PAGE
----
Regarding the second exception, the circumstances do not indicate that AFM intended to confer to Plaintiff the benefit of the Policy at the time AFM contracted with Balcan. Insurance companies typically insure their clients against the risks associated with physical loss or damages. Some insurance policies contain contractual liability insurance, which indemnifies the insured from certain stated contractual liabilities. As articulated on the first page of Balcan’s Policy, AFM insured Balcan against physical loss or damage, but not contractual liabilities. Thus, the Policy did not intend to insure Balcan for its contractual obligations with third-parties. Plaintiff seeks a benefit from the Policy that the Policy does not provide.

Having concluded that Balcan and AFM did not express their intent to include Plaintiff as a beneficiary to the policy, and that neither of the Section 302 exceptions apply, the Court finds that Plaintiff failed to plead sufficient facts warranting its recognition as a third-party beneficiary. Given that some of Plaintiff’s potential damages have yet to ripen, the Court dismisses Plaintiff’s Count V without prejudice.8

V. Plaintiff’s Unjust Enrichment Claim Against AFM.
*7 Where an unjust enrichment is found, the law implies a contract, which requires the defendant to pay to a plaintiff the value of the benefit conferred. Schenck v. K.E. David, Ltd., 666 A.2d 327 (Pa. Super. 1995). The elements necessary to prove unjust enrichment are: “[1] benefits conferred on defendant by plaintiff; [ 2] appreciation of such benefits by defendant; and [3] acceptance and retention of such benefits under such circumstances that it would be inequitable for defendant to retain the benefit without payment of value.” Id. at 328. (quoting Wolf v. Wolf, 356 Pa. Super. 365, 514 A.2d 901 (1986), overruled on other grounds, Vanbuskirk v. Vanbuskirk, 527 Pa. 218, 590 A.2d 4 (1991) ).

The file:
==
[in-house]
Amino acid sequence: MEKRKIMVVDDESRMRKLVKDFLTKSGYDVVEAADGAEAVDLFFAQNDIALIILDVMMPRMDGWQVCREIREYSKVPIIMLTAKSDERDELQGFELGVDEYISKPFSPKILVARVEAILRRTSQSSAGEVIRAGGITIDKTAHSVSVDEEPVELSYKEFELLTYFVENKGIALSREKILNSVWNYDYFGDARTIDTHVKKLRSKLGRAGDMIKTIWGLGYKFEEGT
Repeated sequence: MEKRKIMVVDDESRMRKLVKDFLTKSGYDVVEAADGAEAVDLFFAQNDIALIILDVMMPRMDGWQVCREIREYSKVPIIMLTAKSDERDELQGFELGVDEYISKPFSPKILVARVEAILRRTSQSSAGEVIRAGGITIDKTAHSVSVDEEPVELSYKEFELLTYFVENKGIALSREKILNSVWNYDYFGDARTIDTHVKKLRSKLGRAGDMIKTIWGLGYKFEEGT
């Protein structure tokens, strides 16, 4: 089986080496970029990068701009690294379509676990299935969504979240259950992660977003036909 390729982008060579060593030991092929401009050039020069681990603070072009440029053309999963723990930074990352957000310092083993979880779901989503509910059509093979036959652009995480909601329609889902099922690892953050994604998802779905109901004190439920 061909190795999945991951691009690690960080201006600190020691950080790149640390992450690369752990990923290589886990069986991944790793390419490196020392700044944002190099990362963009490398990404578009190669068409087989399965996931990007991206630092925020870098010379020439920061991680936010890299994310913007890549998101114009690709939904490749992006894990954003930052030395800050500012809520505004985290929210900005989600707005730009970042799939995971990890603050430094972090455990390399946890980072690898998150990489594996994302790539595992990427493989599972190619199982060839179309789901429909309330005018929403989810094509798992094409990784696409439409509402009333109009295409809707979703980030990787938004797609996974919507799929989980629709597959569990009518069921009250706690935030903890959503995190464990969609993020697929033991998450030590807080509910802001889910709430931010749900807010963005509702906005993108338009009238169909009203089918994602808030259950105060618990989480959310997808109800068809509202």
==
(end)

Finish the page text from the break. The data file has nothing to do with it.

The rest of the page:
Plaintiff pleaded no facts in its Complaint stating what, if any, benefit it conferred upon AFM. Further, the Court fails to see what facts Plaintiff could possibly plead given the chance to amend. AFM is a third-party insurer that did not contract with Plaintiff for any services, and Plaintiff has not alleged that it provided AFM with any services. Therefore, the Court finds that Plaintiff has not and cannot state a claim upon which relief can be granted and dismisses Count VI with prejudice.

VI. Plaintiff’s Unjust Enrichment Claim against Landstar
Plaintiff alleges that it compensated Landstar for its transportation services, and that Plaintiff did not receive adequate value for the payment it made. Compl., ¶¶ 13, 30, 33. Without providing adequate value, it would be inequitable for Landstar to retain the money that Plaintiff paid for those services. Viewing the allegations in the light most favorable to Plaintiff, Plaintiff has sufficiently alleged that Landstar obtained an unjust benefit from Plaintiff. Plaintiff’s unjust enrichment claim against Landstar survives dismissal.

For the reasons set forth above, AFM’s Motions to Dismiss (Doc. 3) is GRANTED. Accordingly, Plaintiff’s claim for breach of contract as a third-party beneficiary to Affiliated FM Insurance Company’s insurance contract with Balcan Plastics LTD is hereby DISMISSED without prejudice. Plaintiff’s claim for unjust enrichment as a third-party beneficiary to Affiliated FM Insurance Company’s insurance contract with Balcan Plastics LTD is hereby DISMISSED with prejudice.

Landstar’s Motion to Dismiss (Doc. 7) is GRANTED in part and DENIED in part. Plaintiff’s claim for damages stemming from the cost of inspecting and replacing Balcan’s equipment, as well as Balcan’s shipping delay damages, are hereby DISMISSED without prejudice.

Defendants’ Motions to Dismiss are DENIED as to all remaining claims, including Plaintiff’s claim for damages incurred against Landstar Ranger, Inc. for unpaid invoices and Plaintiff’s negligence claim for consequential damages. Given that the bulk of Plaintiff’s claims have not ripened, the Court will stay this action until all of Plaintiff’s claims ripen or the statute of limitations on those claims expires. Plaintiff’s counsel shall move the Court to reopen this case after all of Plaintiff’s above-mentioned claims have ripened or expired. After the Court reopens this case, the Court will issue an order with the deadline to amend the Complaint, if Plaintiff so chooses.